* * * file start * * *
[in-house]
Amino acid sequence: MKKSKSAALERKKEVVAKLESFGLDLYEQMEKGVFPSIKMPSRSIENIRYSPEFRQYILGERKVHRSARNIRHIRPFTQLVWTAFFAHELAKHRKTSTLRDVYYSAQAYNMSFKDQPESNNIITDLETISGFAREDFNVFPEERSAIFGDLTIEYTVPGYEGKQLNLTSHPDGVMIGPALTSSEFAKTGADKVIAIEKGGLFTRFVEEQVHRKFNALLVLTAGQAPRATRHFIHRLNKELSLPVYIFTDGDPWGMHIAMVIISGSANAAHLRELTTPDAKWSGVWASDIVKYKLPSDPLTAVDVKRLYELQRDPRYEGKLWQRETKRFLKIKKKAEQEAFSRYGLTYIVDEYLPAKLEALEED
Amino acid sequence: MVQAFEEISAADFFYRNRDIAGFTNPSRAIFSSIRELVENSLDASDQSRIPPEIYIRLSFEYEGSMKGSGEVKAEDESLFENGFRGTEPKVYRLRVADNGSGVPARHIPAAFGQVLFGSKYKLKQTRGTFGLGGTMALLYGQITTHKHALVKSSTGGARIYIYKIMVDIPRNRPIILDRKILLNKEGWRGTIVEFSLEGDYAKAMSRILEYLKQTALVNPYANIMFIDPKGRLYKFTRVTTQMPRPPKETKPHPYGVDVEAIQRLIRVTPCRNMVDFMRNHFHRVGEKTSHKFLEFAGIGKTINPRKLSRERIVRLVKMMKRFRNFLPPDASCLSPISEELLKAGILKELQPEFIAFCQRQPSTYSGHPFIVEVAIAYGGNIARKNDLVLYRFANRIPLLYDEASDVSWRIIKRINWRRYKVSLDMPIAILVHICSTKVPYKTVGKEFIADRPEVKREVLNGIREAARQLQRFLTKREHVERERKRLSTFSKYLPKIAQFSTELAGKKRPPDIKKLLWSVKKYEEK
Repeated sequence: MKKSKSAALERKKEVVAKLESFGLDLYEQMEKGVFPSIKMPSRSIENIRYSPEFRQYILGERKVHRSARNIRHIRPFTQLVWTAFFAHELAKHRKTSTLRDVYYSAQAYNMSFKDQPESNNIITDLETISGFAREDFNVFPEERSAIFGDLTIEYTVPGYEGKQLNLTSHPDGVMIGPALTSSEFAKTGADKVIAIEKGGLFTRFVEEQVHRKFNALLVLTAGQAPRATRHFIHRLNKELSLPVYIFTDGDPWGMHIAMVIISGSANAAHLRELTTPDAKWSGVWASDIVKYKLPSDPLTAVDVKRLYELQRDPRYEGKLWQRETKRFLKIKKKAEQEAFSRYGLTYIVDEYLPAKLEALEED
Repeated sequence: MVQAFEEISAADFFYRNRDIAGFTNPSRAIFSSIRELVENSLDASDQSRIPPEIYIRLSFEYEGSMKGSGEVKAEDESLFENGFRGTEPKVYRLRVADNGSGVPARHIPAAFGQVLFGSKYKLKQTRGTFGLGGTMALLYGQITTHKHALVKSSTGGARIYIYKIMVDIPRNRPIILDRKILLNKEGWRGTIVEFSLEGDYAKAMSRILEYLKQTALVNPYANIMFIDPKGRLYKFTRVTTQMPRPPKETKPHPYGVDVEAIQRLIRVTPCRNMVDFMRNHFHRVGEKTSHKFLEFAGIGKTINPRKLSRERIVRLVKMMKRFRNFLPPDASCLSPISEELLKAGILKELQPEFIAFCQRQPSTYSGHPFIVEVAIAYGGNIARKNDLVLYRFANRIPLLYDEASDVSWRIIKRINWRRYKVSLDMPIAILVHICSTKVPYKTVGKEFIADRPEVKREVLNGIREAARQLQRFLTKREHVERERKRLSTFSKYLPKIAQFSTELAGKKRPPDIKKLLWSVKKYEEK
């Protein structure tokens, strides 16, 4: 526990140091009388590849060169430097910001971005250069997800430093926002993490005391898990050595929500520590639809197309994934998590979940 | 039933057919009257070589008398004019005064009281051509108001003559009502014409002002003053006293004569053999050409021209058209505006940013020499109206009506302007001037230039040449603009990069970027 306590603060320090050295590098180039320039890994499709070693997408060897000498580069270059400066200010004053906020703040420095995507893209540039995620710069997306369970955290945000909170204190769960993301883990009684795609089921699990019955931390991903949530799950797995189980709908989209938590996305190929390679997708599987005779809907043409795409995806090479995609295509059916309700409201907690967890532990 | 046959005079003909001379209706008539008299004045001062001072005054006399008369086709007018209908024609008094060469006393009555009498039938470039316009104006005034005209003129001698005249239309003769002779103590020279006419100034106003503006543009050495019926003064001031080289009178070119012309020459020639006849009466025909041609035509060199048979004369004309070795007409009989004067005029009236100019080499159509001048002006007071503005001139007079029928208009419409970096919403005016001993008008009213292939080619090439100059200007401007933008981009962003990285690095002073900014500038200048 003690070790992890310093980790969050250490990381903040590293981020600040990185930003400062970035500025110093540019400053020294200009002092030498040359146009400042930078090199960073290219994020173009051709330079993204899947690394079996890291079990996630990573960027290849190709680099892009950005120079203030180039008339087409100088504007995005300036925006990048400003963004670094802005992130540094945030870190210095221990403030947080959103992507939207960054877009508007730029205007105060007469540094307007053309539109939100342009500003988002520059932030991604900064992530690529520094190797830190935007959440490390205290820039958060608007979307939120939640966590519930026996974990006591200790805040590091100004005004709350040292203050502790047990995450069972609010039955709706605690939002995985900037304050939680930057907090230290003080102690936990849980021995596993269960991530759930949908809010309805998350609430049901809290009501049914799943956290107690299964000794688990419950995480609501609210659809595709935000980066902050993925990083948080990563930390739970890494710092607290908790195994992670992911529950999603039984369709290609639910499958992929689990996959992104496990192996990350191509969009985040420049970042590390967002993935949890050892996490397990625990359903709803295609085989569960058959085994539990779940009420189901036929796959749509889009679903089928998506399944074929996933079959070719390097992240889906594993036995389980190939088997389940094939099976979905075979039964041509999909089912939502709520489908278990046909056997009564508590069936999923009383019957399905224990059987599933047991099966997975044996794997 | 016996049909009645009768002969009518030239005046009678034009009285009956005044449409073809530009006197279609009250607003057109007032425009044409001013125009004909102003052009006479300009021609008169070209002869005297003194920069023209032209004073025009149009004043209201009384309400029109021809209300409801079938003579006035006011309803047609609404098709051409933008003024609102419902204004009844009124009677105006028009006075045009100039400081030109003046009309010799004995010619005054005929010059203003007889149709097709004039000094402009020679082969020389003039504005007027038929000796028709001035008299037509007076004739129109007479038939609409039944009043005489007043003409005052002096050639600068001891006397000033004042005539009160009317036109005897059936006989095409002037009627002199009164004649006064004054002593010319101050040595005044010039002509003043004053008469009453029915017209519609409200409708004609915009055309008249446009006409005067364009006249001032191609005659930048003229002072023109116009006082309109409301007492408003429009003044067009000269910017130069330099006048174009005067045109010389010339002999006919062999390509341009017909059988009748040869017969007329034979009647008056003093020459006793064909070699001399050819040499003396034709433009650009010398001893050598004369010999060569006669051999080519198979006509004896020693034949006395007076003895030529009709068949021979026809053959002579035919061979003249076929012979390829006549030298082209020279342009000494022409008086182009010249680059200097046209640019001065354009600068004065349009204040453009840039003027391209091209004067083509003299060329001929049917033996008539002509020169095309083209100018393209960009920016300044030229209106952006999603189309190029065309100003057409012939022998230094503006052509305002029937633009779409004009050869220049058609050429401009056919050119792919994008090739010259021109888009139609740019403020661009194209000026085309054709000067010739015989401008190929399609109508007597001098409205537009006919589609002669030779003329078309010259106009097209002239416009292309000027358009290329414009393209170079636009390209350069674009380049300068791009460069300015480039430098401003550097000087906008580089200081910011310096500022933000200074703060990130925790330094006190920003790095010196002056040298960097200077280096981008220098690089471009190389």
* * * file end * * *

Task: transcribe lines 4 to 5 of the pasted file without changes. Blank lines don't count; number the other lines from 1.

Repeated sequence: MKKSKSAALERKKEVVAKLESFGLDLYEQMEKGVFPSIKMPSRSIENIRYSPEFRQYILGERKVHRSARNIRHIRPFTQLVWTAFFAHELAKHRKTSTLRDVYYSAQAYNMSFKDQPESNNIITDLETISGFAREDFNVFPEERSAIFGDLTIEYTVPGYEGKQLNLTSHPDGVMIGPALTSSEFAKTGADKVIAIEKGGLFTRFVEEQVHRKFNALLVLTAGQAPRATRHFIHRLNKELSLPVYIFTDGDPWGMHIAMVIISGSANAAHLRELTTPDAKWSGVWASDIVKYKLPSDPLTAVDVKRLYELQRDPRYEGKLWQRETKRFLKIKKKAEQEAFSRYGLTYIVDEYLPAKLEALEED
Repeated sequence: MVQAFEEISAADFFYRNRDIAGFTNPSRAIFSSIRELVENSLDASDQSRIPPEIYIRLSFEYEGSMKGSGEVKAEDESLFENGFRGTEPKVYRLRVADNGSGVPARHIPAAFGQVLFGSKYKLKQTRGTFGLGGTMALLYGQITTHKHALVKSSTGGARIYIYKIMVDIPRNRPIILDRKILLNKEGWRGTIVEFSLEGDYAKAMSRILEYLKQTALVNPYANIMFIDPKGRLYKFTRVTTQMPRPPKETKPHPYGVDVEAIQRLIRVTPCRNMVDFMRNHFHRVGEKTSHKFLEFAGIGKTINPRKLSRERIVRLVKMMKRFRNFLPPDASCLSPISEELLKAGILKELQPEFIAFCQRQPSTYSGHPFIVEVAIAYGGNIARKNDLVLYRFANRIPLLYDEASDVSWRIIKRINWRRYKVSLDMPIAILVHICSTKVPYKTVGKEFIADRPEVKREVLNGIREAARQLQRFLTKREHVERERKRLSTFSKYLPKIAQFSTELAGKKRPPDIKKLLWSVKKYEEK